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"Perspectives on the Great War" Exhibit Opens Today!

  • Wednesday, 21 May 2014
  • Posted By: Mary-Allen Johnson (johnson.60@osu.edu)
Today is the opening of the exhibit "World Perspectives on the Great War" in the Exhibit Gallery on the first floor of Thompson Library at The Ohio State University campus in Columbus. As described in the previous six blog postings, my colleagues in Area Studies have chosen items from their respective collections presenting World War I from the viewpoints of Latin America and Spain, Eastern Europe, Russia, the Middle East and Africa, the Jewish world communities, China and Japan.The exhibit not only presents a variety of topics on WWI such as colonialism, neutrality, and the contributions of certain societal groups to the war effort, but it also points to some of the far-reaching consequences of the war – the…

China’s Lingering Resentment

  • Wednesday, 14 May 2014
  • Posted By: Guoqing Li (li.272@osu.edu)
When war broke out in 1914 China declared its intention to remain neutral. After years of internal bloodshed, invasion, civil war and revolution, the three year old Chinese Republic faced serious domestic problems. This intial stance, however, changed when Japan, an ally of Britain since 1902, entered the fray by declaring war of German, capturing Qindao (the biggest German overseas naval base on the Shandong Peninsula in China) and violating Chinese neutrality.Japan’s territorial ambitious continued under the so-called 21 Demands. The demands intended to enhance Japanese control over most of Shandong, southern Manchuria, eastern Inner Mongolia, and islands in the South Pacific controlled by Germany. China’s elites and government reassed the nation’s position and saw participation in the war…

Visual Culture: Japan & the Asiatic Theatre

  • Wednesday, 7 May 2014
  • Posted By: Maureen Donovan (donovan.1@osu.edu)
Although far away from central conflicts of World War I in Europe, events in the Asiatic Theatre hold significance not only for that time, but also for their connections to all that has occurred in the region subsequently, continuing even to the present day. This exhibit includes items from the library collections illustrating the period from August 1914, when the British officially asked Japan for assistance in attacking the German colony in Qingdao, China (based on provisions of the Anglo-Japanese Alliance of 1902), to November 1914, with the surrender of German colonial forces to Japan and the Australian defeat of a German ship during the Battle of Cocos in the South Pacific. A vibrant, highly visual culture flourished in…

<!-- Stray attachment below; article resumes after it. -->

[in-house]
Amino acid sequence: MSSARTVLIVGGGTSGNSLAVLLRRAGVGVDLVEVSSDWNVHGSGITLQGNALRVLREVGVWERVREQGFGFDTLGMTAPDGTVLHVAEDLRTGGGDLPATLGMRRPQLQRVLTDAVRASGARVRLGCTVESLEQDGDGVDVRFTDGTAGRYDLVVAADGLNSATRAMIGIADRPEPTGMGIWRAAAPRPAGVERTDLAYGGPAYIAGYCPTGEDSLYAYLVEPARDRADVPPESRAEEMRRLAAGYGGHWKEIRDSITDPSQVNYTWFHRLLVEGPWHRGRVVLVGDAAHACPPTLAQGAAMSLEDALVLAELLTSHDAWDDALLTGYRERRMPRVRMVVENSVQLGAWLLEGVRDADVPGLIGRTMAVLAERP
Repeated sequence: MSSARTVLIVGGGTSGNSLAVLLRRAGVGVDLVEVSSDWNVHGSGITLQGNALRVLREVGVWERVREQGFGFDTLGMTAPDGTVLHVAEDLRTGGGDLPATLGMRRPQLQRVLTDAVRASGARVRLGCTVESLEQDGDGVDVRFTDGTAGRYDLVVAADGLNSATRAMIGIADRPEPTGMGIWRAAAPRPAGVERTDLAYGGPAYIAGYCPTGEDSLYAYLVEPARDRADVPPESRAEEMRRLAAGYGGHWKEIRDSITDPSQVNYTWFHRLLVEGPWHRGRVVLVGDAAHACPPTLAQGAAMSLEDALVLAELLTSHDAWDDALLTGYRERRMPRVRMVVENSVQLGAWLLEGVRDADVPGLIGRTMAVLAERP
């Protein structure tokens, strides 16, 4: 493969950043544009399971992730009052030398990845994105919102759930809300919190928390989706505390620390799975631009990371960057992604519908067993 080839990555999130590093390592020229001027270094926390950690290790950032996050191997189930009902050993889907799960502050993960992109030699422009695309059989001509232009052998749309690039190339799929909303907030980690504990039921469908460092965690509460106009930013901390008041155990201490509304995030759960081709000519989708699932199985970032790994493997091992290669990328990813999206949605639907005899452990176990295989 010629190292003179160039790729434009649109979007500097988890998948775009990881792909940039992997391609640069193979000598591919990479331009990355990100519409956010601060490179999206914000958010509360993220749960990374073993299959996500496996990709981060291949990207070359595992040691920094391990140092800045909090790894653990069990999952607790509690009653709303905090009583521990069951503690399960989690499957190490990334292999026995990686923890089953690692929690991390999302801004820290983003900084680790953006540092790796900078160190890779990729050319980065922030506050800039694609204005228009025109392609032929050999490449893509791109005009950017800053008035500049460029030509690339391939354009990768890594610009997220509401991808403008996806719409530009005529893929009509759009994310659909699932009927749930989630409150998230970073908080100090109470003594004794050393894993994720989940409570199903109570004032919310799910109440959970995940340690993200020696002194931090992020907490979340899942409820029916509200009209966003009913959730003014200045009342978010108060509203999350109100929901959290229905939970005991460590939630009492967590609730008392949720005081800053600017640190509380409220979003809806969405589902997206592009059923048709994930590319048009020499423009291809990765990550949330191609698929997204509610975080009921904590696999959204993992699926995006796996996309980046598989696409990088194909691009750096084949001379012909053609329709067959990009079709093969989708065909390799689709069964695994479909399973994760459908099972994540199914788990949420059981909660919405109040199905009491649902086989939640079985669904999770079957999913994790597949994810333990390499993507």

Jewish Participation in WWI

  • Wednesday, 30 April 2014
  • Posted By: Joseph Galron (galron.1@osu.edu)
Jewish Military Participation in World War I The upcoming Area Studies exhibit centering on World War I spends a good deal of time on the role European Jewry played throughout the conflict. Jews, although often treated as second-class citizens, served in the national armies of all the belligerent nations. Military service, they surely felt, would entitle them to civic and political rights. Nearly 1.7 million Jews saw action during the Great War. American, Russian, Austro-Hungarian, German, British, and French Jewry provided the largest manpower and not surprisingly suffered significant casualties. Needless to say, it is impossible to discuss the enormity of the war and the participation of European Jewry through a few cases and a few artifacts. However, one…

Colonial Entanglements

  • Wednesday, 23 April 2014
  • Posted By: Johanna Sellman (sellman.13@osu.edu)
When the Great War broke out in 1914, the European colonial empires were at the height of their power and reach. Virtually all regions of Africa were under some form of European rule. The Arab region of the Middle East was still under the administration of the Ottoman Empire. To understand the way that World War One played out in the Arab Middle East and Africa, it is important to consider the role of European colonial interests. Decolonization in the Middle East and Africa wouldn’t take place in earnest until after World War Two. However, the way that colonial interests played out in World War One would have a significant impact on later developments. This section of our World…

On Mobilized Intellectuals

  • Wednesday, 16 April 2014
  • Posted By: Miroljub S Ruzic (ruzic.2@osu.edu)
“In ordinary times the intellectual forces of a country’s best elements easily predominate over its collective forces, but in great crises, such as wars, revolutions, and the like, this is not the case.” -- Gustave Le Bon (1841-1931), Psychology of the Great War: the First World War & its origins Gustave Le Bon’s insular observation, centered on the marginal role of mobilized intellectuals as combatants and educated soldiers, has not gone unchallenged. History provides adequate evidence to undermine it. During the upcoming Area Studies World War I exhibit, the East European Studies (EES) case will teach by, among other things, reexamining Bon’s assertion and deepening public understanding of the role of the fighting intellectual. Shortly after hostilities began students…